Winter Storms

During winter months, passing weather systems can produce significant snow, sleet, and icy road conditions in a short frame of time. The following are tips to keeping safe in the midst of weather-related hazards:

Prior to an Approaching Storm
  • Obtain and store the recommended amounts of water for your family (one gallon per person per day of sheltering).
  • Obtain non-perishable food items.
  • Check your preparedness kits to ensure supplies are up-to date and that flashlights, radios and other items are still operational; replace any batteries that are not fully charged.
Winter Composite
  • Charge any cell phones or electronic devices.
  • Safely remove any dead trees/limbs which could fall during an ice storm.
  • Bring pets inside.
  • Apply appropriate de-icers to sidewalks and other frequently traveled areas.
  • Secure doors and windows on sheds, barns, and other buildings on your property.
  • Fill vehicles' tanks with fuel; ensure each vehicle has an updated preparedness kit and ice scraper.
  • For convenience, cover vehicles' windshields in advance with blankets/tarps; this saves time should the need arise to clear the glass quickly.
  • Park vehicles at the top of driveways, yet out of the line of snow removal crews.
  • Check insulation on pipes and utility connections; inspect power tools to ensure all are working properly and likewise filled with fuel.
  • Check that generators are functioning properly and all cords and power connections are safely working; obtain enough fuel to operate the generator should power be lost for an extended period of time. Plan where to place generators to minimize the risk of toxic fumes.
  • Read instructions on sheltering in place.
During Winter Storms
  • Avoid over-exertion when shoveling snow.
  • Cover your mouth if going outside during extreme cold to protect your lungs.
  • Keep dry.
  • Be aware of signs of frostbite and hypothermia (loss of feeling in extremities, discolored skin, uncontrollable shivering, memory loss, disorientation, slurred speech, drowsiness and exhaustion).
  • Use extra caution if using wood, kerosene or other fuels as supplemental heating sources. Ensure proper ventilation is present; refill units outside. Keep space heaters away from flammable items.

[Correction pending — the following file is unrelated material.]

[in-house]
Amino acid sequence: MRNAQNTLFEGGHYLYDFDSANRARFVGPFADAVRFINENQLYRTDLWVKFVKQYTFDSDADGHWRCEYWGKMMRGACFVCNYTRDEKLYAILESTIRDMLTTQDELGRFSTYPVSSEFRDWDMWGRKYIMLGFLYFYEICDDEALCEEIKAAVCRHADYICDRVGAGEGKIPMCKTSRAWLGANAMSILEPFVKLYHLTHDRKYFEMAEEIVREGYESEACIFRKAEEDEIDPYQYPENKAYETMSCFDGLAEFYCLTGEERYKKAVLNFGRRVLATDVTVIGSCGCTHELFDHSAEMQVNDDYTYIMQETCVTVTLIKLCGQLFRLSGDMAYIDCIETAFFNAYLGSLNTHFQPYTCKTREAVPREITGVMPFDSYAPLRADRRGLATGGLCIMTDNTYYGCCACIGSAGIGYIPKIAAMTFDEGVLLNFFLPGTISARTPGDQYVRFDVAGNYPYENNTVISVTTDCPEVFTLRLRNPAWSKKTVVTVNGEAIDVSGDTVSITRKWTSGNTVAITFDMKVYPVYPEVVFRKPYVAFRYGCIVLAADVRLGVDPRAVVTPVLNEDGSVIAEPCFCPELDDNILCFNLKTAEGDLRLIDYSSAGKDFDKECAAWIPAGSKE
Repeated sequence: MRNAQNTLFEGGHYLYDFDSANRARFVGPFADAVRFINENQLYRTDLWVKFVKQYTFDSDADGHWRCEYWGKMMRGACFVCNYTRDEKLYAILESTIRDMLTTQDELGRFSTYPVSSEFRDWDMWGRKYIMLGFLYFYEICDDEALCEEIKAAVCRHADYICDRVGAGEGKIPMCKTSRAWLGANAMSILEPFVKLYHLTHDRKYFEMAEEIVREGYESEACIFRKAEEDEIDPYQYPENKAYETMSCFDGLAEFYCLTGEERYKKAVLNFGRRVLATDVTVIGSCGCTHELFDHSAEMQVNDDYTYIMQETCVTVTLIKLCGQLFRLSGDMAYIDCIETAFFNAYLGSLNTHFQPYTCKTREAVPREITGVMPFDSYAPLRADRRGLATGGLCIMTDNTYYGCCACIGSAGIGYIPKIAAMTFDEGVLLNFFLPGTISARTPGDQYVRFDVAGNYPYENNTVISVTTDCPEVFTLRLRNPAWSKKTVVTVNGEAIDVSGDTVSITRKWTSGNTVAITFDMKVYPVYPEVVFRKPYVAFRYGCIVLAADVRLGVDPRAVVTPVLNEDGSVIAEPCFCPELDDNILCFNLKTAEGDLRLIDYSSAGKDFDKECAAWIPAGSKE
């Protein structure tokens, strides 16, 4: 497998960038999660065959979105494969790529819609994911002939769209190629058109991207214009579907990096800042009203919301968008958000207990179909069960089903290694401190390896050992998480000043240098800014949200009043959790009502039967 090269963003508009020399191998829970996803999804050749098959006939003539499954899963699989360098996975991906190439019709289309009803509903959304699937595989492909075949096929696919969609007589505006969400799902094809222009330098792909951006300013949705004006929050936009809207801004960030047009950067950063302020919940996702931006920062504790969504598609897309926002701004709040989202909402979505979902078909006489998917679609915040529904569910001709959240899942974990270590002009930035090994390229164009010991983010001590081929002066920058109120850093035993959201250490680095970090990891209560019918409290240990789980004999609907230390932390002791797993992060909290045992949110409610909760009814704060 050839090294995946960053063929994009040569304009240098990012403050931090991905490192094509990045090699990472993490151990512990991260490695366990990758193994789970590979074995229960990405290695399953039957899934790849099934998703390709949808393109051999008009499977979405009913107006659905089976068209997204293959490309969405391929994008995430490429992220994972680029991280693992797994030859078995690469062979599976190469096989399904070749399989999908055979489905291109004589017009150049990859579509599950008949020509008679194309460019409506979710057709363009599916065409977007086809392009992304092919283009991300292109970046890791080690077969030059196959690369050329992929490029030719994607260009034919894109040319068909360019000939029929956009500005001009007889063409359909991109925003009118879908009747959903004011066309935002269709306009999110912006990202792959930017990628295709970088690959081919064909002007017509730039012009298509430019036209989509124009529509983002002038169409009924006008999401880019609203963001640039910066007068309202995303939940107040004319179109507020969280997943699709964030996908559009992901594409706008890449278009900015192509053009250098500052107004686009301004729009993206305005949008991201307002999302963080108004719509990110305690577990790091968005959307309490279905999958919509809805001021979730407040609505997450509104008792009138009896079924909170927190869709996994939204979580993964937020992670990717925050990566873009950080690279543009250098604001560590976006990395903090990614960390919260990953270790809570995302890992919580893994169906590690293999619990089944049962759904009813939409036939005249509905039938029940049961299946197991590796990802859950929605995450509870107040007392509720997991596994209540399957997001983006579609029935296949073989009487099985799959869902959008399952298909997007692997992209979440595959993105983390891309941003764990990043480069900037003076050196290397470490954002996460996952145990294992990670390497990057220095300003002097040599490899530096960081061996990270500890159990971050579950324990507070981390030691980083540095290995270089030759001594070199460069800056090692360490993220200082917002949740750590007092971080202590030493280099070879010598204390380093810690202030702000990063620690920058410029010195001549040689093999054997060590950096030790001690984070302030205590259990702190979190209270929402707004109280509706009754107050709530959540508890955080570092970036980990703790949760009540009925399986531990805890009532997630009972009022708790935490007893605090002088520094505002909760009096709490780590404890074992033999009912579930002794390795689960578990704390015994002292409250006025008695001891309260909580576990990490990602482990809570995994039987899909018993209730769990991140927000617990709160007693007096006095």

• If pipes freeze, carefully remove the insulation layers and wrap pipes with rags. Open all faucets and pour hot water over the pipes, starting at the most exposed point.
  • Provide animals access to shelter and water sources.
View safety information on storm-related power outages.

If Traveling During Severe Winter Weather

  • If roads are covered with ice/snow, wait until they have been adequately cleared before driving; reduce speed to accommodate for roadway conditions.
  • Pull over in a safe location (away from trees and structures) if your vision is hindered by precipitation.
  • Turn on caution lights to indicate your location to other drivers; tune into local radio for weather updates
  • Be aware of conditions which cause “black ice” (shaded areas on roadways, unseen ice patches on bridges and overpasses).
If Stranded During Severe Winter Weather
  • Turn on hazard lights; hang a distress flag from the radio antenna or window.
  • Remain in your vehicle unless shelter is clearly visible.
  • Run the engine/heater about 10 minutes each hour for warmth.
  • Open a window slightly and clear snow from the exhaust pipe (to minimize the risk of possible carbon monoxide poisoning).
  • Drink fluids or eat snow to avoid dehydration; move arms and legs to generate heat.
  • If in a remote area, create large block letters in an open area spelling out HELP or SOS; draw attention by lining the message with rocks or branches, making it easier for rescue personnel to detect.